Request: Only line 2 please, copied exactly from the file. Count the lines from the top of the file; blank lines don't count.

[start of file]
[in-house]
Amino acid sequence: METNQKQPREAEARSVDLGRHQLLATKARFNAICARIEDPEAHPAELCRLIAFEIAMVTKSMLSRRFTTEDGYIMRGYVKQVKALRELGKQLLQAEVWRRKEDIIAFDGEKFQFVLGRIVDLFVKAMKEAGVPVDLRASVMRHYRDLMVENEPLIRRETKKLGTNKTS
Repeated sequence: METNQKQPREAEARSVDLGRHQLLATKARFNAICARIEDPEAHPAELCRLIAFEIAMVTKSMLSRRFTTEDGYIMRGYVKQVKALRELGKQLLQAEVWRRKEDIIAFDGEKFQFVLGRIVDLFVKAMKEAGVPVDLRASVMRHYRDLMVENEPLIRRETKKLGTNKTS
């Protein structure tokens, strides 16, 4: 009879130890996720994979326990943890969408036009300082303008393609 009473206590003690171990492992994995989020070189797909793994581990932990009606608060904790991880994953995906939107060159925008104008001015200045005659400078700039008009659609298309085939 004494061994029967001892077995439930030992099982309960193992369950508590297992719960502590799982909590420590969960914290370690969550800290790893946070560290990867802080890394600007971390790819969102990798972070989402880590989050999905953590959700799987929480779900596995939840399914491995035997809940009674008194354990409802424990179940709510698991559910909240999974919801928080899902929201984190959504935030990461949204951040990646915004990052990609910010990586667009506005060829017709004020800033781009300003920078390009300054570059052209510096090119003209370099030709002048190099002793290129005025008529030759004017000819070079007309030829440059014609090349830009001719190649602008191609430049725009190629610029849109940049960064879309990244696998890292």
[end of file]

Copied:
Amino acid sequence: METNQKQPREAEARSVDLGRHQLLATKARFNAICARIEDPEAHPAELCRLIAFEIAMVTKSMLSRRFTTEDGYIMRGYVKQVKALRELGKQLLQAEVWRRKEDIIAFDGEKFQFVLGRIVDLFVKAMKEAGVPVDLRASVMRHYRDLMVENEPLIRRETKKLGTNKTS